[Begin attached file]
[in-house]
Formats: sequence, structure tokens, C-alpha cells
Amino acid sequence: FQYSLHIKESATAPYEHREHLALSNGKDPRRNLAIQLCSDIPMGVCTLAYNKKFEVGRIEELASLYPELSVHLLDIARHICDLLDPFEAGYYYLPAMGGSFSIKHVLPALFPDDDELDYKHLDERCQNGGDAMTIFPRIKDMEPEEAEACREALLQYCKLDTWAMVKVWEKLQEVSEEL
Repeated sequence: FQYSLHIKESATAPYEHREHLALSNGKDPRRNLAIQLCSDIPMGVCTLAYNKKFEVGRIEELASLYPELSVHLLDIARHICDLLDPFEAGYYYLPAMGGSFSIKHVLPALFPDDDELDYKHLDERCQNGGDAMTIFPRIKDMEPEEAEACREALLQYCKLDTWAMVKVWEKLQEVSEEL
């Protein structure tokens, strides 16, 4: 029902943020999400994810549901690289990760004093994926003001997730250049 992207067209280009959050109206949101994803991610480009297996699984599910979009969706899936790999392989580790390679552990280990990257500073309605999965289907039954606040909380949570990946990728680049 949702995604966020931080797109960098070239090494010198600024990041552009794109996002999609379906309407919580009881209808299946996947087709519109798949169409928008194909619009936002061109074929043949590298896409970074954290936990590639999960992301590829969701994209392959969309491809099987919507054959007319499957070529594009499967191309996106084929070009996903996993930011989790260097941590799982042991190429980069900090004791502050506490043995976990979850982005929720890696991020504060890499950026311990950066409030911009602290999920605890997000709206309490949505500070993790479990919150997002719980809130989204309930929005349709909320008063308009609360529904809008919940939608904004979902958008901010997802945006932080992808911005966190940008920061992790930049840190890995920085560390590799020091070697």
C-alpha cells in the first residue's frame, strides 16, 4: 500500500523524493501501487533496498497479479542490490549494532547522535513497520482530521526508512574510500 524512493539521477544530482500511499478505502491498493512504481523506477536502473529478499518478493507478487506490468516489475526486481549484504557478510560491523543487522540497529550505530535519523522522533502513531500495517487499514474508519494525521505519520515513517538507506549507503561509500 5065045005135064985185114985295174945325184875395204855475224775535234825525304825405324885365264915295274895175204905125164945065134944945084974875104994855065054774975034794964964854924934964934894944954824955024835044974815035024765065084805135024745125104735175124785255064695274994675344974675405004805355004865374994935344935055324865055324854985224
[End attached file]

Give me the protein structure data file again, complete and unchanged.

[in-house]
Formats: sequence, structure tokens, C-alpha cells
Amino acid sequence: FQYSLHIKESATAPYEHREHLALSNGKDPRRNLAIQLCSDIPMGVCTLAYNKKFEVGRIEELASLYPELSVHLLDIARHICDLLDPFEAGYYYLPAMGGSFSIKHVLPALFPDDDELDYKHLDERCQNGGDAMTIFPRIKDMEPEEAEACREALLQYCKLDTWAMVKVWEKLQEVSEEL
Repeated sequence: FQYSLHIKESATAPYEHREHLALSNGKDPRRNLAIQLCSDIPMGVCTLAYNKKFEVGRIEELASLYPELSVHLLDIARHICDLLDPFEAGYYYLPAMGGSFSIKHVLPALFPDDDELDYKHLDERCQNGGDAMTIFPRIKDMEPEEAEACREALLQYCKLDTWAMVKVWEKLQEVSEEL
């Protein structure tokens, strides 16, 4: 029902943020999400994810549901690289990760004093994926003001997730250049 992207067209280009959050109206949101994803991610480009297996699984599910979009969706899936790999392989580790390679552990280990990257500073309605999965289907039954606040909380949570990946990728680049 949702995604966020931080797109960098070239090494010198600024990041552009794109996002999609379906309407919580009881209808299946996947087709519109798949169409928008194909619009936002061109074929043949590298896409970074954290936990590639999960992301590829969701994209392959969309491809099987919507054959007319499957070529594009499967191309996106084929070009996903996993930011989790260097941590799982042991190429980069900090004791502050506490043995976990979850982005929720890696991020504060890499950026311990950066409030911009602290999920605890997000709206309490949505500070993790479990919150997002719980809130989204309930929005349709909320008063308009609360529904809008919940939608904004979902958008901010997802945006932080992808911005966190940008920061992790930049840190890995920085560390590799020091070697």
C-alpha cells in the first residue's frame, strides 16, 4: 500500500523524493501501487533496498497479479542490490549494532547522535513497520482530521526508512574510500 524512493539521477544530482500511499478505502491498493512504481523506477536502473529478499518478493507478487506490468516489475526486481549484504557478510560491523543487522540497529550505530535519523522522533502513531500495517487499514474508519494525521505519520515513517538507506549507503561509500 5065045005135064985185114985295174945325184875395204855475224775535234825525304825405324885365264915295274895175204905125164945065134944945084974875104994855065054774975034794964964854924934964934894944954824955024835044974815035024765065084805135024745125104735175124785255064695274994675344974675405004805355004865374994935344935055324865055324854985224